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Polishing Techniques - It takes soooo long

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I'm slowly rebuilding my 1997 XR and am putting a lot of TLC into it. As the bike is pretty old its looking a bit scruffy and is in definite need of a polish. 

 

I've bought a Dremel and ended up using the Aluminium oxide grinding stones on the carb before polishing it with the default polish, which gave me good results but still took about 5 hours. 

 

Now i'm on the forks and it's taking an absolute age, and i'm worried the grinding stone is leaving small marks on the fork. I then used wet and dry sandpaper (without wetting it) through the gradients before i started to polish it but it's literally taking forever. 

 

I figure i need to get my hands on some bigger parts for my drill to take on the bigger jobs like the swing arm, forks and main engine bulk. 

 

 

Any help would be greatly appreciated. 

 

 

Photos Here

 

http://s1168.photobucket.com/user/lwhite89/library/

 

 

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I'm slowly rebuilding my 1997 XR and am putting a lot of TLC into it. As the bike is pretty old its looking a bit scruffy and is in definite need of a polish. 

 

I've bought a Dremel and ended up using the Aluminium oxide grinding stones on the carb before polishing it with the default polish, which gave me good results but still took about 5 hours.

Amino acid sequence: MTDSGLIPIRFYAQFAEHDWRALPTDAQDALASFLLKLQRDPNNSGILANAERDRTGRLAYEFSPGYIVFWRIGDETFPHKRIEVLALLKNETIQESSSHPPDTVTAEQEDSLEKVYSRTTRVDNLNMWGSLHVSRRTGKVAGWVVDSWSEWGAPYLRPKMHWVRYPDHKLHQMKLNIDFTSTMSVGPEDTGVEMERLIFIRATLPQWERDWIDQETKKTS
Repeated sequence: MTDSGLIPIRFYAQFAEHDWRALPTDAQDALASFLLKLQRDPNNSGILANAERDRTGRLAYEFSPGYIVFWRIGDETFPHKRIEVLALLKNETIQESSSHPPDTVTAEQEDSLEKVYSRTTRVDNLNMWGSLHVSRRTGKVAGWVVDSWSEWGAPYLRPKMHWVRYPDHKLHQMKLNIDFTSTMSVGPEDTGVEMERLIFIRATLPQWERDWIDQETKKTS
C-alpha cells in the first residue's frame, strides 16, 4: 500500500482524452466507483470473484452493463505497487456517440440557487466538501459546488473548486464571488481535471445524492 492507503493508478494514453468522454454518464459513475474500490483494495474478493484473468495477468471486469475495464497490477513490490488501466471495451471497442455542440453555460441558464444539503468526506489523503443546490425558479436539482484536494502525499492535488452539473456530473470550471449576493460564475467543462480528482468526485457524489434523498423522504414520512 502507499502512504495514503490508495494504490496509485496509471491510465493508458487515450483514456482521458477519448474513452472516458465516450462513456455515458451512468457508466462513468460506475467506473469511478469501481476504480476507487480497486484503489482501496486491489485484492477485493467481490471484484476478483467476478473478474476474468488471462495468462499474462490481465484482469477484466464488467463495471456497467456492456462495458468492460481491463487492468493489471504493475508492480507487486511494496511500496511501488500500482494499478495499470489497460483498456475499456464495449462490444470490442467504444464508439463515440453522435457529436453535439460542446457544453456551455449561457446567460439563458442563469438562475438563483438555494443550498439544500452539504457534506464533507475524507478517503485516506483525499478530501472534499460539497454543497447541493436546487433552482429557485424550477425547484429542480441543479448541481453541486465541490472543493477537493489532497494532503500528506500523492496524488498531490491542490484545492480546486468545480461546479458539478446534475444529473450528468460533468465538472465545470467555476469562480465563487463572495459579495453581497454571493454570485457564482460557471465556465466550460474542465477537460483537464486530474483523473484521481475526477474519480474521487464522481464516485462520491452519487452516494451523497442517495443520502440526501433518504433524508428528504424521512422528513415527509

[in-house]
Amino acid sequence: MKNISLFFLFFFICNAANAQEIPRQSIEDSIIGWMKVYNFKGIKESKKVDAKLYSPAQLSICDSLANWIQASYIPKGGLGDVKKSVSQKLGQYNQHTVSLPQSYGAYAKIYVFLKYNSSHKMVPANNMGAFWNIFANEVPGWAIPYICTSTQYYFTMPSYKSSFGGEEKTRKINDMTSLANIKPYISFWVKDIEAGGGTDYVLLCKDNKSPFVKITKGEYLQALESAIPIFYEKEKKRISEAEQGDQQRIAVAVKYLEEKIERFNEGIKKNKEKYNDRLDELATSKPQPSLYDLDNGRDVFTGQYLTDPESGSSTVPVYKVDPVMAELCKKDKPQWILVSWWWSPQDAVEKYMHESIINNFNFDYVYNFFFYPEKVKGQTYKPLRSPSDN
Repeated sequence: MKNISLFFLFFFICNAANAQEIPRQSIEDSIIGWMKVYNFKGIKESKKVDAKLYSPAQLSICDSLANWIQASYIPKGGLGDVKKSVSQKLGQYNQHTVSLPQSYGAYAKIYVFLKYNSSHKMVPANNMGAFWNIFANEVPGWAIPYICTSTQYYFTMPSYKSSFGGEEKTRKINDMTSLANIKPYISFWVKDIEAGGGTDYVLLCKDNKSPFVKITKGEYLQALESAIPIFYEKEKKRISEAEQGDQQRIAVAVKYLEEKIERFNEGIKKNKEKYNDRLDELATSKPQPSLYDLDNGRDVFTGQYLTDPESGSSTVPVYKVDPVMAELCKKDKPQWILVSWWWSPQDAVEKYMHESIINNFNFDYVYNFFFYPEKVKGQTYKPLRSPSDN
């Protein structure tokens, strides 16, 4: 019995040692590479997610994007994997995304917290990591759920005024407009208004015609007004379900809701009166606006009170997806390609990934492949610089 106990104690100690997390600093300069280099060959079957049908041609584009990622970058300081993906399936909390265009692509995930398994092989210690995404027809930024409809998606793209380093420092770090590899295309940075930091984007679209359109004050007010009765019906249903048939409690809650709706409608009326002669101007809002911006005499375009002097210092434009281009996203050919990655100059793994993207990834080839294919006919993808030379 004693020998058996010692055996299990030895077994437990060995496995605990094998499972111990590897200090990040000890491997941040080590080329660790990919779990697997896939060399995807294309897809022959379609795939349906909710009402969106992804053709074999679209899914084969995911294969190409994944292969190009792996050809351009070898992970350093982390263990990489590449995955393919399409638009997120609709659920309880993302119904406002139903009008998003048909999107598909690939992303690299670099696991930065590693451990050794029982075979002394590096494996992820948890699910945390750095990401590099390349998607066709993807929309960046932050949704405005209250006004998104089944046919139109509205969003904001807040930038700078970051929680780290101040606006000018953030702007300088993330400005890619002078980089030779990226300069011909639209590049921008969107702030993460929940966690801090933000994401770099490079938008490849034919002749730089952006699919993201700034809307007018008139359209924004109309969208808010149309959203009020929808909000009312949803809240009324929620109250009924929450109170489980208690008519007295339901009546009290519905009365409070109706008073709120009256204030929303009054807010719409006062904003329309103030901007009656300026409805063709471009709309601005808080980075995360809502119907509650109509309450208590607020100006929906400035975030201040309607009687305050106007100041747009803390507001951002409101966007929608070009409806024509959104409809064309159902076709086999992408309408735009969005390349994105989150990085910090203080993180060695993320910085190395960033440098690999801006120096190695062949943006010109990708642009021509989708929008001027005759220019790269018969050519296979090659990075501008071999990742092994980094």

Now i'm on the forks and it's taking an absolute age, and i'm worried the grinding stone is leaving small marks on the fork. I then used wet and dry sandpaper (without wetting it) through the gradients before i started to polish it but it's literally taking forever. 

 

I figure i need to get my hands on some bigger parts for my drill to take on the bigger jobs like the swing arm, forks and main engine bulk. 

 

 

Any help would be greatly appreciated. 

 

 

Photos Here

 

http://s1168.photobucket.com/user/lwhite89/library/

You're gonna need the right buffing/polishing equipment & compounds to polish that metal properly. This link will give you a start. Regardless, buffing/polishing is all manual labor & will take a lot of time...especially for the beginner.

 

http://www.caswellplating.com/buffman.htm

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Yes, there's no way a dremel could compare with a buffing wheel on a healthy electric motor.  if you're going to do more polishing projects than this one, I'd suggest shopping for one. (At least for projects where you can bring the work to the wheel - not frames).  I have one with the tapered "wheel screw" so changing buffing wheels is super easy.   BTW-  It's also messy as he!!.  Don't plan on really doing much in the house.  They shed lots of threads off the wheel as well as the compound. I have one of those portable work stand/saw horses that can clamp work and put a 2x4 on the bottom of the motor.  If I have to do buffing, I clamp the motor to the table outside.  

Note: You can polish aluminum parts so smooth and shiny, you can scratch them by touching them with a bare finger.

Edited by motoxvet
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Polish them, then clear coat them, personally I prefer the non shiny look of stock of parts, Enzo Ferrari once said having shiny stuff on a race car is not desireable, Id bling up a Harley not a dirtbike.Jennifer01_03.jpg47ac15205281effa67a68a97eddeb1bb.jpg5925.jpg

Edited by cr-dude3
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I'm slowly rebuilding my 1997 XR and am putting a lot of TLC into it. As the bike is pretty old its looking a bit scruffy and is in definite need of a polish.